Saturday, May 30, 2020

End Injustice in America. Injustice Affects All.

Wrote this on Friday, deleted it, rewrote it again and then again. There are no right and proper words.... but I've tried. Injustice affects all.

Outraged this morning as yet again peaceful protests are marred by those conducting violence for the sake of violence. Riots and looting are not the answer. Rebuilding our justice system requires sincere change, accountability and cooperation. Outside pressure can drive change but the depth of reform required can only fully and truly be accomplished from within, with the cooperation of those who are part of the system we rail against.

Police departments, first responders and private businesses are not the enemy. Silence is the enemy. Lack of accountability is the enemy. Lack of oversight is the enemy. To find the answers needed for sincere change we need to look behind the thin blue line and unravel the codes of conduct and behavior that enable silence, lack of accountability and lack of oversight.

According to Journalist's Resource and in-depth research into Deaths in police custody in the United States, 4,813 persons "died during or shortly after law enforcement personnel attempted to arrest or restrain them" for the most recent period where statistics are available (2003 - 2009). With "homicides by state and local law enforcement officers being the leading cause of such deaths," accounting for 2,931 (60.9%) of such deaths. Of reported persons who died during the process of arrest:

95 percent were male.
5 percent were female.

About 42 percent were white.
About 32 percent were black/African American.
About 20 percent were Hispanic or Latino.
About 6 percent were Asian or other.

** NOTE: The original Journalist's Resource research article I quoted in May 2020 for several of my articles, including this one, was updated and revised shortly after I published my articles. The date of the revised article is June 7, 2020, and this is the article you now see when you click the link. The statistics for the period 2003-2009 remain the same, the revised article focuses on recent statistics. I don't doubt a congressional inquiry is the reason for these sudden changes, as I gave this article to my congressman in May 2020. **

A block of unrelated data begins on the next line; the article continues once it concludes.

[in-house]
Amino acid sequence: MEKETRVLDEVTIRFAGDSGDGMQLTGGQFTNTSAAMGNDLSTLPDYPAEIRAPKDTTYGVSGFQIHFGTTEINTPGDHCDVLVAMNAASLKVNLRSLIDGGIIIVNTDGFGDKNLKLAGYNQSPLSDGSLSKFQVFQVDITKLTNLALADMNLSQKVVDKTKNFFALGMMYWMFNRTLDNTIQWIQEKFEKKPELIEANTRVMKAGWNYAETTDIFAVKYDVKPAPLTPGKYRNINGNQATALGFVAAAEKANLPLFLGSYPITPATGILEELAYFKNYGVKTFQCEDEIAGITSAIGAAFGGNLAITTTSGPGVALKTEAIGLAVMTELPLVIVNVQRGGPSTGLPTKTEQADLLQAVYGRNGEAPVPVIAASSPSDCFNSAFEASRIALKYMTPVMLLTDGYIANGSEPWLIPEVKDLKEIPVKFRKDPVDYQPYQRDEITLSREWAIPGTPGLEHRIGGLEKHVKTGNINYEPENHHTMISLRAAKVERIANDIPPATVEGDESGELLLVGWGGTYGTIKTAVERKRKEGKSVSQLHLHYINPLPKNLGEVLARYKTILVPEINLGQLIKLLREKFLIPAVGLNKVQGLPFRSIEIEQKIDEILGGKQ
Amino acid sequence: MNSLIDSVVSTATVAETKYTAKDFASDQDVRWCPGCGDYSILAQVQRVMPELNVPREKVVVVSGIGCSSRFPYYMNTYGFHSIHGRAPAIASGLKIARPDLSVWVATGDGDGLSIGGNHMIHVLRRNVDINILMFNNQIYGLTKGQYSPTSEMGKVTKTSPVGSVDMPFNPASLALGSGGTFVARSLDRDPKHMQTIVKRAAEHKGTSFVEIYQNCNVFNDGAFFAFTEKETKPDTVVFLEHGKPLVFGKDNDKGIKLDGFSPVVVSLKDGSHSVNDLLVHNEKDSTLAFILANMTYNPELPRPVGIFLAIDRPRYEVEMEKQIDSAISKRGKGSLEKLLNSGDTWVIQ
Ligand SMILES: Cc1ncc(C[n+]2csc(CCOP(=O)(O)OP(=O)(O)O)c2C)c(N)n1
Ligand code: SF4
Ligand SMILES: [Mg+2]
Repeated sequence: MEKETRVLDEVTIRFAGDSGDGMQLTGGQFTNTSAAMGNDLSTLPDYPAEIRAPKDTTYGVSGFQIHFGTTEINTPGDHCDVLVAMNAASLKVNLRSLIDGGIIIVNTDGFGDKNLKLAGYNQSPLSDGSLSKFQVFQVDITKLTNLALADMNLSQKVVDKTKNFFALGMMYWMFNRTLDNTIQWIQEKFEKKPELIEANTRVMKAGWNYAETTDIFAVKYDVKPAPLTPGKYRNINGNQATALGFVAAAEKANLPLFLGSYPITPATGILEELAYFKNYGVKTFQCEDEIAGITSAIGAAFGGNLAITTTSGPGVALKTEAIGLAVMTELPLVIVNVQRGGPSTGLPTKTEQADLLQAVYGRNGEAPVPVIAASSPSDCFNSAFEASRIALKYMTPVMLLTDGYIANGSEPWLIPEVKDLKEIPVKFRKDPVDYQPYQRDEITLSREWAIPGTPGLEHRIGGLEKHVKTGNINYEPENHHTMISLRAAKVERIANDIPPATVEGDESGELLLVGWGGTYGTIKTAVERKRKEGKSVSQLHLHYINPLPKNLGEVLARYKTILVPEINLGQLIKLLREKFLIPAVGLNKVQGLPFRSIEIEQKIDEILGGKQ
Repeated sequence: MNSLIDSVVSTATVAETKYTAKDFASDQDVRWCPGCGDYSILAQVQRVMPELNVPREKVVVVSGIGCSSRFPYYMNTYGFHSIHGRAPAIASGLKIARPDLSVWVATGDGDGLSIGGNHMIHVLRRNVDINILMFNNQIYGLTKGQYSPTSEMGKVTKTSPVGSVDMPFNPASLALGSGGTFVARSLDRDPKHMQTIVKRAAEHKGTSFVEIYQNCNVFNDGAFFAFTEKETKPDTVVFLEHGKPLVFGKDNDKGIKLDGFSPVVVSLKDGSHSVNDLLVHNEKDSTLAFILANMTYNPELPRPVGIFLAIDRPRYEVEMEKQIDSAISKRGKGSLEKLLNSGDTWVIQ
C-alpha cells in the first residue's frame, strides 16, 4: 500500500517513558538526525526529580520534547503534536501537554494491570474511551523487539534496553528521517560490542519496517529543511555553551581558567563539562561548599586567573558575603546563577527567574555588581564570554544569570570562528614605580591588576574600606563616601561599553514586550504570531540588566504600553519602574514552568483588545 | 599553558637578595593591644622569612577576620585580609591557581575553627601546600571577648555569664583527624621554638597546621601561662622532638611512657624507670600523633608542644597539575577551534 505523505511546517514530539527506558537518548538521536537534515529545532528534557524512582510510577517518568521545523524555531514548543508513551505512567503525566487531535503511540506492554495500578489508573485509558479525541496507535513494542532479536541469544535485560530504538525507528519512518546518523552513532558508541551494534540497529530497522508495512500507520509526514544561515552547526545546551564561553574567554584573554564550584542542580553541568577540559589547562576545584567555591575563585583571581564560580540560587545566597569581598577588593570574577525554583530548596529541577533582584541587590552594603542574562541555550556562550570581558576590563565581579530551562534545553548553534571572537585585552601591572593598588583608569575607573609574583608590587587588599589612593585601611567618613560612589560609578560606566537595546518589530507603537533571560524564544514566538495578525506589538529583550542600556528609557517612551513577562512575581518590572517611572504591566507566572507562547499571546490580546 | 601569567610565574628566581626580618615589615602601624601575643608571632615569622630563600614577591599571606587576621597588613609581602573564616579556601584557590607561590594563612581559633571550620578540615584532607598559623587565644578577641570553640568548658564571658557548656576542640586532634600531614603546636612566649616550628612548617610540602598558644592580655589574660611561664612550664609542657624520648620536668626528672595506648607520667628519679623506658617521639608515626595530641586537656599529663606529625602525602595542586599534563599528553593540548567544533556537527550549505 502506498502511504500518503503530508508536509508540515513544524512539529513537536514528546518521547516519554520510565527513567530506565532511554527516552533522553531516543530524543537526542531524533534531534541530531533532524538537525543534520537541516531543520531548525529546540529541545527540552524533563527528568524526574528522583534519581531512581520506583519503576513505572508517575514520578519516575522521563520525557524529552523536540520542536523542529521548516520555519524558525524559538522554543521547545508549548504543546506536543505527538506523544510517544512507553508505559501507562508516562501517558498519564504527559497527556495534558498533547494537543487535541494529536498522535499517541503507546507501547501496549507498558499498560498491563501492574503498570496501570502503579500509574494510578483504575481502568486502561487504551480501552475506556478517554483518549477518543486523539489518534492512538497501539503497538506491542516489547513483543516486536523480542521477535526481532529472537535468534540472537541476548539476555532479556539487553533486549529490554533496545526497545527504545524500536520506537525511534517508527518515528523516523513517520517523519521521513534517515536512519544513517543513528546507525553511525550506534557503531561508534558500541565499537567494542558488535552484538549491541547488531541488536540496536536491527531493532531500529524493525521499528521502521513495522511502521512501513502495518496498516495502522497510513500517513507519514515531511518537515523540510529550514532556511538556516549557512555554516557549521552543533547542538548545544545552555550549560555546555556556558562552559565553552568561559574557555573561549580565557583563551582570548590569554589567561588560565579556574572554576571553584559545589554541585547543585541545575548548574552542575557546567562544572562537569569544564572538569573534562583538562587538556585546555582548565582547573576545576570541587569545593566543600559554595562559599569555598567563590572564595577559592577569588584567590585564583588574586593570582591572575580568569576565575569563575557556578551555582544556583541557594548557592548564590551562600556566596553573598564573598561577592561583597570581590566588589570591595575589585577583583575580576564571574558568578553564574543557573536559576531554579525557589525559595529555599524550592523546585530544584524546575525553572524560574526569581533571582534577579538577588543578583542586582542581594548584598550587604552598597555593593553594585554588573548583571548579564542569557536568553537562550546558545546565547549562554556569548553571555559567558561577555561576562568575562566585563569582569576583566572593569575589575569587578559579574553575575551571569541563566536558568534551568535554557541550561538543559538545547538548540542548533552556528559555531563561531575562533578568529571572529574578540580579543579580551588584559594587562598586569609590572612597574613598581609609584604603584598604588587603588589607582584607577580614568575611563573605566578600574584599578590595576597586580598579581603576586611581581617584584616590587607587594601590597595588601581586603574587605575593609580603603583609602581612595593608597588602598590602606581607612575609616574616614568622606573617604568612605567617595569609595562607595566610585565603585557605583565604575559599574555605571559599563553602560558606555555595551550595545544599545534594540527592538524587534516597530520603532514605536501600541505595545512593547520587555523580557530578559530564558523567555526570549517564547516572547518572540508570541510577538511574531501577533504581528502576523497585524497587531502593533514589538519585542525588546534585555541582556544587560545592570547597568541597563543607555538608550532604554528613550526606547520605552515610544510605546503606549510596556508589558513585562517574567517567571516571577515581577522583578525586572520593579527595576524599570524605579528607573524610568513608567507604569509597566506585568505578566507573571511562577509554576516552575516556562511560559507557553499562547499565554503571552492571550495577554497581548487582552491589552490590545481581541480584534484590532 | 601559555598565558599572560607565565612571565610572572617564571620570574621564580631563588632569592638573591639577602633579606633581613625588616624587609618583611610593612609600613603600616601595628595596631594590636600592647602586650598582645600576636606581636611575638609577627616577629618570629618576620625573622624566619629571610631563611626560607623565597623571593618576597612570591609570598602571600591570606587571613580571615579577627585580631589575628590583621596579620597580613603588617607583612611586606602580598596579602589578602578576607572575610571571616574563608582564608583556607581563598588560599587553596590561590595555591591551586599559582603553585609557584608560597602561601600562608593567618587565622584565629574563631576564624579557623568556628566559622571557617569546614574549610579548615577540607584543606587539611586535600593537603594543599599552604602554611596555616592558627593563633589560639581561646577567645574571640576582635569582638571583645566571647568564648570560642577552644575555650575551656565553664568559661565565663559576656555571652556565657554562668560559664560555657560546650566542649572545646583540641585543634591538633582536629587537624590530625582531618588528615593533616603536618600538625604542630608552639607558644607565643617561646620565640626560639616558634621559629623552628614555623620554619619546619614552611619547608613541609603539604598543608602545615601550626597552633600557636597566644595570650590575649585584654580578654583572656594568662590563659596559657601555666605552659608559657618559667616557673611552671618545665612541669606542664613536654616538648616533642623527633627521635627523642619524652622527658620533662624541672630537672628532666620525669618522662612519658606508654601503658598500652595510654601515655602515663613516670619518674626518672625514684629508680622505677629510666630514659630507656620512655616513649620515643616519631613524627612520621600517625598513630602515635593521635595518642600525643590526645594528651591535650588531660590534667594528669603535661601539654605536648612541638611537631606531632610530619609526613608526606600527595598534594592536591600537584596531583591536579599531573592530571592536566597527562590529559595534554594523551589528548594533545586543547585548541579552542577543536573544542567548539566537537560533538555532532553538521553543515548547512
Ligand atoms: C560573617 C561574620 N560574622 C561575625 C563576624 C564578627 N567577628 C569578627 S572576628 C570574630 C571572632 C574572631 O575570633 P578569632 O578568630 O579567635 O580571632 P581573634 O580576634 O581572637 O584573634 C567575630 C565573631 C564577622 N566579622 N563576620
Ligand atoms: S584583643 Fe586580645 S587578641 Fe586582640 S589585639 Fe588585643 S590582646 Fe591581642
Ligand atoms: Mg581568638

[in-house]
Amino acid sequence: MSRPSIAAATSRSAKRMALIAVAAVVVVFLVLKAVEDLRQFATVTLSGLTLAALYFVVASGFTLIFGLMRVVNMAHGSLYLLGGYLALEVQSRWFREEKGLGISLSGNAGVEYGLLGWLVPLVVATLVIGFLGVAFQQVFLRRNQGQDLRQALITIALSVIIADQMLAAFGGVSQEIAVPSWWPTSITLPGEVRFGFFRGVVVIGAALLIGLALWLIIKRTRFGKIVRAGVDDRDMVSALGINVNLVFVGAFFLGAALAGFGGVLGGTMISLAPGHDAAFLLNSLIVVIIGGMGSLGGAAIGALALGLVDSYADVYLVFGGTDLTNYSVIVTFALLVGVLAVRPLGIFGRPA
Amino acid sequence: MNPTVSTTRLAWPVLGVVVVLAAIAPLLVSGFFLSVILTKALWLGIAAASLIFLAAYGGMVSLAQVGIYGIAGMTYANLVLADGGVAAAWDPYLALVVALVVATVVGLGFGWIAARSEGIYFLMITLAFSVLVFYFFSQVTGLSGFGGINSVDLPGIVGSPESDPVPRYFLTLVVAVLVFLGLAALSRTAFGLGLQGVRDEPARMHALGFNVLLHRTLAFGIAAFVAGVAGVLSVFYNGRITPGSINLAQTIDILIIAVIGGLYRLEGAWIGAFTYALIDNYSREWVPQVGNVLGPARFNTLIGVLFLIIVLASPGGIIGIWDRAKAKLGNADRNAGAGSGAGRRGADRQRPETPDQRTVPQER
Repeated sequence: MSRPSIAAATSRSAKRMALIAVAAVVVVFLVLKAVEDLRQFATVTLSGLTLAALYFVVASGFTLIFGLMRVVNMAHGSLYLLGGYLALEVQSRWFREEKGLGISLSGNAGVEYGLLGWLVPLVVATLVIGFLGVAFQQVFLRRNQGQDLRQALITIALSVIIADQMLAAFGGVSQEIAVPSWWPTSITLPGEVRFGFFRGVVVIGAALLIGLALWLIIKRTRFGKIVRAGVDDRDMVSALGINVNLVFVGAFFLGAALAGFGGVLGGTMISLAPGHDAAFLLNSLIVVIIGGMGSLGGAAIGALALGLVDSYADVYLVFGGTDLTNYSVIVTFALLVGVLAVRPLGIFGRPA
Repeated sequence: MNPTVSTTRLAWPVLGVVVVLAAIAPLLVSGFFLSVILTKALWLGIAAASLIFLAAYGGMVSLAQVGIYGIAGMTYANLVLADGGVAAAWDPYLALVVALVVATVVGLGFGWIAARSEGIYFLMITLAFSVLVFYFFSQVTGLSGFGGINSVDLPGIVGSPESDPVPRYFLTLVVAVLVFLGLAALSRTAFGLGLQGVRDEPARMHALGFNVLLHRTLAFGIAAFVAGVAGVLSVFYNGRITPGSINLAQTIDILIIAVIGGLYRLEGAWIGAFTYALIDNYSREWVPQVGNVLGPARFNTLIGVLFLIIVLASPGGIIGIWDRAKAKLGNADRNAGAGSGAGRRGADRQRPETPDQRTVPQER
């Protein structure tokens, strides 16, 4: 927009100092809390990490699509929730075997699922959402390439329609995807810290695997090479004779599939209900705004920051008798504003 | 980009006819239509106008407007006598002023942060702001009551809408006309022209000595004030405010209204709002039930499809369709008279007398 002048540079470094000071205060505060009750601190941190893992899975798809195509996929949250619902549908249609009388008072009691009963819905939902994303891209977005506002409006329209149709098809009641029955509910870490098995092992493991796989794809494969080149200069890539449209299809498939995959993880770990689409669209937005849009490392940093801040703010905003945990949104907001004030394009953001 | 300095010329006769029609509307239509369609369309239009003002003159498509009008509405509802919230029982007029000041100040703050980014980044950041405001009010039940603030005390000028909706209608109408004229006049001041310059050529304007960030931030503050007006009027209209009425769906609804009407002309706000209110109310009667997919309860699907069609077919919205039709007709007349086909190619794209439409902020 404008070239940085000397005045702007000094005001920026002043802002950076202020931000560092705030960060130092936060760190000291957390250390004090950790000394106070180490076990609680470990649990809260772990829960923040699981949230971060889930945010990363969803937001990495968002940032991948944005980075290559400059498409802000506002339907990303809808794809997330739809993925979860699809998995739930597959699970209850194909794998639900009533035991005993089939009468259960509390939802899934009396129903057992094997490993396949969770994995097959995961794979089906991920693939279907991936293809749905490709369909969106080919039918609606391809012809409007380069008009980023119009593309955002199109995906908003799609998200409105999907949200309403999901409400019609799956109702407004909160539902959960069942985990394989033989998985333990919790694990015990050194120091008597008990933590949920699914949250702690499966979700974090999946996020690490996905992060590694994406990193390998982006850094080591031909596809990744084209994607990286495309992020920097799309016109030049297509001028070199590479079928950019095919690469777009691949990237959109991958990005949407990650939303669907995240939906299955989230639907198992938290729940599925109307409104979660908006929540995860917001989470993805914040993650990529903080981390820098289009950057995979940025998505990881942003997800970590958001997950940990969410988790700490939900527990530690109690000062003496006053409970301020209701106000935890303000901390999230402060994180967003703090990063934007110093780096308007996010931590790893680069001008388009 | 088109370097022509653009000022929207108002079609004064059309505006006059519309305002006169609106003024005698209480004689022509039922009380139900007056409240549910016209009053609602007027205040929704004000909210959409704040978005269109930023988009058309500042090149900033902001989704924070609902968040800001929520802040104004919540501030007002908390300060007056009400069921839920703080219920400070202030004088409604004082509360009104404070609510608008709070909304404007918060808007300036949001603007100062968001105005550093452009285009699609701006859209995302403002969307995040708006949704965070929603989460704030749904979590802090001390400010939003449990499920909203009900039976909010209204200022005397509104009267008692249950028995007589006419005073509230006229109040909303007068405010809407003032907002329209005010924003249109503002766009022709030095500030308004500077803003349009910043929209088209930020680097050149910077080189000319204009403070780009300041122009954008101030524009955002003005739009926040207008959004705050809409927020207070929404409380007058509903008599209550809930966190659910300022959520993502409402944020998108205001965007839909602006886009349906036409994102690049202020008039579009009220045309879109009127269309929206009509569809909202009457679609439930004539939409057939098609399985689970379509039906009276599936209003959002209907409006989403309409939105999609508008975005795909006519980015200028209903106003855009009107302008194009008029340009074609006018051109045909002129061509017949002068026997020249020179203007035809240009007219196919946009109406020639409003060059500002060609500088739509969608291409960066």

Although 2,207 (75.3%) of these deaths by law enforcement were in response to a violent offense and intervention constituting a force-on-force situation, 704 (24.7%) were not. 7.9 percent of all homicides by police took place in the context of a public-order offense, 9.2 percent of all homicides by police had no specific context reported and 2.7 percent involved a drug offense.

Put another way, based on the available statistics, 688 people die each year by homicide by state and local law enforcement officers. That's about 13 people a week, and close to 2 a day. While about 3 in 4 (or 518) of these are violent offenders where force-on-force intervention are required, 1 in 4 (or 170) are not. Who's standing up for these 170 people being killed every year by law enforcement? They are white people, black people, hispanic/latino people, asian and other people.

Regardless of race, we should be standing together and shouting until we are heard.

Only by standing together can we overcome and rise above. We must work together to rebuild what is broken. All voices must be heard. As stated before, Police departments, first responders and private businesses are not the enemy. We must fight for what we believe in. We must fight until we are heard. But we must do so peacefully and within the law, not outside it.

Writing this in the state of health that I am in now has consumed me, yet my words are all I have to give. I hope they are enough to make indifferent ears not only hear but listen.

Thanks for reading, I’m William Robert Stanek, Microsoft’s #1 author for nearly 20 years, and author of over 250 topselling books.

Note: Based on the eye-opening report from Journalist's Resource @ the Harvard Kennedy School - Shorenstein Center on Media, Politics and Public Policy.

No comments:

Post a Comment